Genetic analysis of protein N-Glycosylation
Huffman, Jennifer Elizabeth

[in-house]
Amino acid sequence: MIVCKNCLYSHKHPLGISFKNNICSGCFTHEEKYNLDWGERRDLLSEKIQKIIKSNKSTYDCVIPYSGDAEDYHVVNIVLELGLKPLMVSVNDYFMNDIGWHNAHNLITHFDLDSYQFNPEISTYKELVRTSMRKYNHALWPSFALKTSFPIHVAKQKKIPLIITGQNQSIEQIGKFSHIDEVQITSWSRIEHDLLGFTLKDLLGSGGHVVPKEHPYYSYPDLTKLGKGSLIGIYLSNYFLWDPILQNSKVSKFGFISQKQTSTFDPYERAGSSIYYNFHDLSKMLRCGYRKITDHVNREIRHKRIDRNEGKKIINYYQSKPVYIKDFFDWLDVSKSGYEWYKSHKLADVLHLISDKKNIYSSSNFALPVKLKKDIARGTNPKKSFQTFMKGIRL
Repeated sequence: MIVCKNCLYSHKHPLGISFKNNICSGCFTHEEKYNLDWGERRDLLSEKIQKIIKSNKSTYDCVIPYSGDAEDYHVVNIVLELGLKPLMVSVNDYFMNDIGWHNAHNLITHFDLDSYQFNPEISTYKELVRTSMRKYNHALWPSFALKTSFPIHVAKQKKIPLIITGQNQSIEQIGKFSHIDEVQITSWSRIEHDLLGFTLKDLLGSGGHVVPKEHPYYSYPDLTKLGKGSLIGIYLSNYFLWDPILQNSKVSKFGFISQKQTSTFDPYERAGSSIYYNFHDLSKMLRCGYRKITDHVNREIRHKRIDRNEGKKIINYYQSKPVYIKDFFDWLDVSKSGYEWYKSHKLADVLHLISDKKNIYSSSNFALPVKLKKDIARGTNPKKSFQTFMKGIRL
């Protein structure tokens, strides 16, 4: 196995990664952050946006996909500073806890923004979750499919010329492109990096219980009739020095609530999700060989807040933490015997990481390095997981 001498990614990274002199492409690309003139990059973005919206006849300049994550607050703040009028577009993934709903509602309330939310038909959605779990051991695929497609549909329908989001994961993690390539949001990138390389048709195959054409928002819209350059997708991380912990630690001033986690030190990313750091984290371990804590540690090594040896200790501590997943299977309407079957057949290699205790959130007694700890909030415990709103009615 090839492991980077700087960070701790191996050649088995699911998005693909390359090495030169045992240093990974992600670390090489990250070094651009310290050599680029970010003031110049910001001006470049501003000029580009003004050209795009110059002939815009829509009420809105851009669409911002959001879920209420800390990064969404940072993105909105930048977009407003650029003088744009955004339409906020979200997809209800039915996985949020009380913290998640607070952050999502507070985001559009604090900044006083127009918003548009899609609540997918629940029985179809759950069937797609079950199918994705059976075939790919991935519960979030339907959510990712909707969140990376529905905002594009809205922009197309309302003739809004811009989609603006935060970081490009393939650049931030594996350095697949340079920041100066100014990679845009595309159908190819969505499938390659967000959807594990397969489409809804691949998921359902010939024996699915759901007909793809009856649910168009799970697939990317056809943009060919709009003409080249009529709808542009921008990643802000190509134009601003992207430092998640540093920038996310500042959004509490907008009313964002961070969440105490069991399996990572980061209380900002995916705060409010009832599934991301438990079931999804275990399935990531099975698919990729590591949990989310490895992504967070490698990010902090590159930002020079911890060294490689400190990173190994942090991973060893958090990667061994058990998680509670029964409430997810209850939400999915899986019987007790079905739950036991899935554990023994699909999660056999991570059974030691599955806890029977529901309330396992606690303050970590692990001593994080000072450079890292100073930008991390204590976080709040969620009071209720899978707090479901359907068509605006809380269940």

The majority of human proteins are post-translationally modified by covalent addition of one or more complex oligosaccharides (glycans). Alterations in glycosylation processing are associated with numerous diseases and glycans are attracting increasing attention both as disease biomarkers and as targets for novel therapeutic approaches. Using a recently developed high performance liquid chromatography (HPLC) method for high-throughput glycan analysis, genome-wide association studies (GWAS) of 33 directly measured and 13 derived N-glycan features were performed in 3533 individuals from four European isolated populations. Polymorphisms at six loci were found to show genome-wide significant association with plasma concentrations of N-glycans. Several of these gene products have well characterised roles in glycosylation, however, SLC9A9 and HNF1A were two of the novel findings. Subsequent work performed by collaborators found HNF1A to be a “master regulator” of genes involved in the fucosylation of plasma N-glycans. Additionally, this work led to the discovery that N-glycans could act as biomarkers to discriminate HNF1A-MODY from type 1 and type 2 diabetes mellitus (T1D, T2D) patients. After the success of the total plasma N-glycan GWAS, it was thought that stronger and more biologically interpretable associations may be found from the investigation of N-glycans isolated from a single protein. Glycosylation of immunoglobulin G (IgG) influences IgG effector function by modulating binding to Fc receptors. To identify genetic networks that govern IgG glycosylation, N-linked IgG glycans were quantitated using ultra performance liquid chromatography (UPLC) in 2247 individuals from the same four European populations from the previous study. GWAS of the 77 N-glycan measures identified 15 loci with a p-value<5x10-08. Four loci contained genes encoding glycosyltransferases, while the remaining loci contained genes that have not previously been implicated in protein glycosylation. However, most have been associated with autoimmune and inflammatory conditions and/or hematological cancers. Several high-throughput methods for the analysis of N-glycans have been developed in the past few years but thorough validation and standardization of these methods is required before significant resources are invested in large-scale studies. To this end, four of these methods were compared, UPLC, multiplexed capillary gel electrophoresis (xCGE), and two mass spectrometric (MS) methods, for quantitative profiling of N-glycosylation of plasma IgG in a subset of 1201 individuals recruited from two of the cohorts used in the previous GWAS studies. A “minimal” dataset was compiled of N-glycan structures able to be measured by all four methods. To evaluate their accuracy, correlations were calculated for each structure in the minimal dataset. Additionally, GWAS was performed to test if the same associations would be observed across methodologies. Chromatographic methods with either fluorescent or MS-detection yielded slightly stronger associations than MS-only and xCGE, but at the expense of lower levels of throughput. Advantages and disadvantages of each method were identified, which should aid in the selection of the most appropriate method for future studies. This work shows that it is possible to identify new loci that control glycosylation of plasma proteins using GWAS and the potential of N-glycans for biomarker development. It also provides some guidelines for methodology selection for future studies of N-glycans.
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